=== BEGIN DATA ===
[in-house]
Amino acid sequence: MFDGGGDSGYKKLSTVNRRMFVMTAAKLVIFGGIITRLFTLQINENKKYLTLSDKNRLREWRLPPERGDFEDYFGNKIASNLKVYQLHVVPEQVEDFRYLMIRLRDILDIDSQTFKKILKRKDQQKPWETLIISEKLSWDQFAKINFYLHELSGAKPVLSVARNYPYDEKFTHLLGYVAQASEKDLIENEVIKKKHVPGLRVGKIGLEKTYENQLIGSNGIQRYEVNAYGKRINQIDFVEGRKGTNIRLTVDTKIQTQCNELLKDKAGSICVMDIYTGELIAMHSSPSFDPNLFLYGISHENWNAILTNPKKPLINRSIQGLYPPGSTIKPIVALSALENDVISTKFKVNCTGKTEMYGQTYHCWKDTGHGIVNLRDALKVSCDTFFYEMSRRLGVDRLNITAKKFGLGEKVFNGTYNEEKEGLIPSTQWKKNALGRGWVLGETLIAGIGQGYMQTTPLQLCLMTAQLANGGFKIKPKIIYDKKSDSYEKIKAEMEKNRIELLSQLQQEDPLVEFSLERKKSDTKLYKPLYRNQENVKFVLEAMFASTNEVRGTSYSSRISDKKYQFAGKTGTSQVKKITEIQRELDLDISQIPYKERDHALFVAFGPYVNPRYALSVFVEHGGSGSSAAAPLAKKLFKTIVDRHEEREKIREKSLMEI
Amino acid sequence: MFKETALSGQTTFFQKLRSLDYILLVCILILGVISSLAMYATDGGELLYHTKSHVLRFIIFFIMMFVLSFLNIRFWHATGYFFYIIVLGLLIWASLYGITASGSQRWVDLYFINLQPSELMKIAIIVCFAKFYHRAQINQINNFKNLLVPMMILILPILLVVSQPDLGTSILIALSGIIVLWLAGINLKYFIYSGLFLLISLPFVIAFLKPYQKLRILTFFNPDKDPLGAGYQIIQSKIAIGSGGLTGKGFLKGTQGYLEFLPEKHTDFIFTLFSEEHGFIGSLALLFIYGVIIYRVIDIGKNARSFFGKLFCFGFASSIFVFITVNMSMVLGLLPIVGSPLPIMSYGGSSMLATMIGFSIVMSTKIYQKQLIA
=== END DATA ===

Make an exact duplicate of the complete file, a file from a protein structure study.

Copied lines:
[in-house]
Amino acid sequence: MFDGGGDSGYKKLSTVNRRMFVMTAAKLVIFGGIITRLFTLQINENKKYLTLSDKNRLREWRLPPERGDFEDYFGNKIASNLKVYQLHVVPEQVEDFRYLMIRLRDILDIDSQTFKKILKRKDQQKPWETLIISEKLSWDQFAKINFYLHELSGAKPVLSVARNYPYDEKFTHLLGYVAQASEKDLIENEVIKKKHVPGLRVGKIGLEKTYENQLIGSNGIQRYEVNAYGKRINQIDFVEGRKGTNIRLTVDTKIQTQCNELLKDKAGSICVMDIYTGELIAMHSSPSFDPNLFLYGISHENWNAILTNPKKPLINRSIQGLYPPGSTIKPIVALSALENDVISTKFKVNCTGKTEMYGQTYHCWKDTGHGIVNLRDALKVSCDTFFYEMSRRLGVDRLNITAKKFGLGEKVFNGTYNEEKEGLIPSTQWKKNALGRGWVLGETLIAGIGQGYMQTTPLQLCLMTAQLANGGFKIKPKIIYDKKSDSYEKIKAEMEKNRIELLSQLQQEDPLVEFSLERKKSDTKLYKPLYRNQENVKFVLEAMFASTNEVRGTSYSSRISDKKYQFAGKTGTSQVKKITEIQRELDLDISQIPYKERDHALFVAFGPYVNPRYALSVFVEHGGSGSSAAAPLAKKLFKTIVDRHEEREKIREKSLMEI
Amino acid sequence: MFKETALSGQTTFFQKLRSLDYILLVCILILGVISSLAMYATDGGELLYHTKSHVLRFIIFFIMMFVLSFLNIRFWHATGYFFYIIVLGLLIWASLYGITASGSQRWVDLYFINLQPSELMKIAIIVCFAKFYHRAQINQINNFKNLLVPMMILILPILLVVSQPDLGTSILIALSGIIVLWLAGINLKYFIYSGLFLLISLPFVIAFLKPYQKLRILTFFNPDKDPLGAGYQIIQSKIAIGSGGLTGKGFLKGTQGYLEFLPEKHTDFIFTLFSEEHGFIGSLALLFIYGVIIYRVIDIGKNARSFFGKLFCFGFASSIFVFITVNMSMVLGLLPIVGSPLPIMSYGGSSMLATMIGFSIVMSTKIYQKQLIA